Harquitectes of Spain designed a new civic centre on the site of the former Cristalleries Planell artistic glassworks in Barcelona, an important presence in the city’s industrial development in the first half of the twentieth century. The glassworks building was constructed in 1913 on a triangular lot that is unusual in Barcelona’s nineteenth-century grid layout, with its main entrance on Carrer d’Anglesola, in the Les Corts industrial area.
When Harquitectes took charge of the plans for reclamation of the building in 2012, time had already made its unredeemable mark on it, and very few traces were left of the Catalonian Modernist walls designed by architect Josep Graner i Prat. The original glassworks building had a triangular layout on two levels topped with a jutting cornice. The brick walls around its perimeter are marked by pilasters with decorated capitals and big vaulted windows letting light into the workplace. The glassworks shut down in 1957, a few years after the death of its founder, Leopold Planell, and over the next fifty years the walls were filled in for safety reasons, without any proper planning; the walls became mute, and the building was left to decay, as no-one seemed to have the courage to address the urban planning problem.
A few years ago the city government finally decided to reclaim this example of industrial archaeology, protected as a heritage building on the sides facing onto Carrer Dr. Ibànez and Carrer d’Anglesola. It was not simply a matter of saving a fragment of the neighbourhood’s history, but above all a matter of reclaiming the vestiges of a symbolic building, a memory of the fertile industrial past that characterised the city’s development in Europe’s second wave of industrialisation. In the first half of the twentieth century Barcelona saw rapid growth in the form of ongoing major urban planning projects. Productive districts such as Les Corts were consolidated, containing a city that grew parallel to the bourgeois town: a city of working-class families that grew in proportion to industrialisation, huddled together in conditions that were often miserable. This is where the first workers’ associations were formed, anarchist groups that began the class warfare that was already appearing throughout the post-industrial world. Cristalleries Planell saw events that went down in history, such as the “children’s strike” of 1925, when child workers rose up against the abuse and exploitation they were suffering.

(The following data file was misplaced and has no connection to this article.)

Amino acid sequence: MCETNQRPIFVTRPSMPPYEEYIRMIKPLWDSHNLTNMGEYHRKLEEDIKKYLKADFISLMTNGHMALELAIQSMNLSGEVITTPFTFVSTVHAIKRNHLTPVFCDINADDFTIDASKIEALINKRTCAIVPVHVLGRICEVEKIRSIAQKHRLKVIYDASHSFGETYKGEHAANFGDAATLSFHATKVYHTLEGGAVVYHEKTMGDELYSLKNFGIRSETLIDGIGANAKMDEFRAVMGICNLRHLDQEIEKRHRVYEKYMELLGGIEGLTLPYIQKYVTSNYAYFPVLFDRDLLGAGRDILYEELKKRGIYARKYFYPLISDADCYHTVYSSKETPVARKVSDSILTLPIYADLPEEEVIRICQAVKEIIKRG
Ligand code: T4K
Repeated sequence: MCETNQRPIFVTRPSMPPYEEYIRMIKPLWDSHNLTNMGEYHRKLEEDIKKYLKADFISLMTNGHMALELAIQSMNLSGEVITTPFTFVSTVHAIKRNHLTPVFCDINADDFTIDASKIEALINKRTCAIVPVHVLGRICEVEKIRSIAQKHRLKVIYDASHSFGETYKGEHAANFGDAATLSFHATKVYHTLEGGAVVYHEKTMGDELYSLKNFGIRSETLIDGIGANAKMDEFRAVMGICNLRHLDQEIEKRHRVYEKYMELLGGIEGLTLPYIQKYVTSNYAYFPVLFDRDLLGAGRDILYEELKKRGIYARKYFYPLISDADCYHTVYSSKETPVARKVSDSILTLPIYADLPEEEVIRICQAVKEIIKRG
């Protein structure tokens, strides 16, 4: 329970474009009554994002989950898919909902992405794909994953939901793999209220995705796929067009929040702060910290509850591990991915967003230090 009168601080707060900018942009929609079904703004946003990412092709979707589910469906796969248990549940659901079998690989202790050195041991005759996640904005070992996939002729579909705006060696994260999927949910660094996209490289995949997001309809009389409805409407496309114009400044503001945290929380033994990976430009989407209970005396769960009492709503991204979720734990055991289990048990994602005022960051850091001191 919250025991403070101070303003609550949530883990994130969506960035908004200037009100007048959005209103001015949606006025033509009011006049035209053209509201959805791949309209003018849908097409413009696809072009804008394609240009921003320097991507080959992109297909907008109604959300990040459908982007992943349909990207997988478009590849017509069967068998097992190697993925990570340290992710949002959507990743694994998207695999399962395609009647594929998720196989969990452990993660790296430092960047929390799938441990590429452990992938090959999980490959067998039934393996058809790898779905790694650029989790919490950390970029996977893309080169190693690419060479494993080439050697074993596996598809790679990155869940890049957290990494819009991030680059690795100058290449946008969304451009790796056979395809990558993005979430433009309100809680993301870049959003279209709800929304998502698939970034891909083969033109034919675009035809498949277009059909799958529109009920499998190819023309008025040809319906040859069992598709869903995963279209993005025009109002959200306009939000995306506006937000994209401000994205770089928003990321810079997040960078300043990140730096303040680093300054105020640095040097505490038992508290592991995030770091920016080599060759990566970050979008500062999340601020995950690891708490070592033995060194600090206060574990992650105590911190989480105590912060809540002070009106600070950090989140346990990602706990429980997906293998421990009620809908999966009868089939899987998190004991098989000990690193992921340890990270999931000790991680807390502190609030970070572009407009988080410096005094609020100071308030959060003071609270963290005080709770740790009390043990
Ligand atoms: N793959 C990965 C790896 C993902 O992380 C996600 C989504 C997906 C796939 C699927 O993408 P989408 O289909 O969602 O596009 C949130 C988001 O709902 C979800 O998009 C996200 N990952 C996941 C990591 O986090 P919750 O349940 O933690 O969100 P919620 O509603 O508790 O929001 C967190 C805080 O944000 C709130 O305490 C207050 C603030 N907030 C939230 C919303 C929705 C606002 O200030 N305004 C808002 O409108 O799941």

None of the buildings of that time were saved from the impellent need for modernisation the city of Barcelona continued to feel, especially after the seventies. This is why the Cristalleries Planell building is more than just a monument, it is a memorial that the City wants to bring back to life as a civic centre.
Harquitectes has converted the entire industrial complex into a centre for social and educational services. The interiors have been completely redesigned: the building now has four levels primarily containing classrooms, meeting rooms and offices, while the width of the space has been reduced, cutting it back from the heritage wall on the southern side and the corner of Carrer Dr. Ibànez and Carrer d’Europa on the northern side to create a triangular atrium that acts as a filter between the building’s interior and the city. The need to step back from the historic walls benefited the energy efficiency of the complex as a whole. A gap a few metres wide created between the building’s outer skin and the new masonry structure inside now offers a barrier to the sun’s rays on the south as well as a barrier to noise. The choice of transparent roofing material in this interstitial space, and in the foyer, makes these spaces reservoirs of light, ensuring modulated lighting of the classrooms. These spaces also serve for heat exchange at different times of year, while the stack roof promotes natural ventilation.
The principal energy efficiency strategy used in the building is therefore reduction of demand by optimising natural light, natural ventilation and thermal inertia. But to achieve the standard levels of comfort required of new public complexes with near-zero consumption, the building uses energy-efficient systems such as geothermal energy and solar panels integrated into the stacks. Its minimal energy consumption, well below that of the average building of comparable size, is thus combined with a percentage of self-generated energy.
The building created out of the former Cristalleries Planell glassworks preserves the brick pattern of the original construction, opening up the brutal infill added to the heritage walls and partly constructing new walls, as on the western façade, which is completely closed-off to the street but reveals the restored original friezes. The top level, made partly of brick and partly of glass blocks, is a transitional level between the historical structure and the stack roofs, which seem to “pull” the building toward the heavens, lightening its texture as they rise from the ground.
Suspended between past and present, the building does not cover the historical construction with the aura of a reliquary, but enhances its relationship with the city in the focus on definition of the corners of the new walls, the rounded glass blocks and brick walls.
Architects: Harquitectes (David Lorente, Josep Ricart, Xavier Ros, Roger Tudó)
Collaborators: Blai Cabrero Bosch, Montse Fornés Guàrdia, Toni Jiménez Anglès, Berta Romeo, Carla Piñol, Xavier Mallorquí, Andrei Mihalache
Team: ARS Project (environmental consulting), DSM arquitectes (structure), TDI (engineering), Play-Time (3D visualization)
Site: Barri de Les Corts, Barcelona (Spain)
Project years: 2012-2014
Construction years: 2014-2016
Built area: 1.694 sqm
Cooling / heating requirements: 18 KWh/m2a / 20 KWh/m2a
Photographer: © Adrià Goula (email@example.com), (photo 23) Collection MACBA
Awards: BBConstrumat 2017 – Architecture award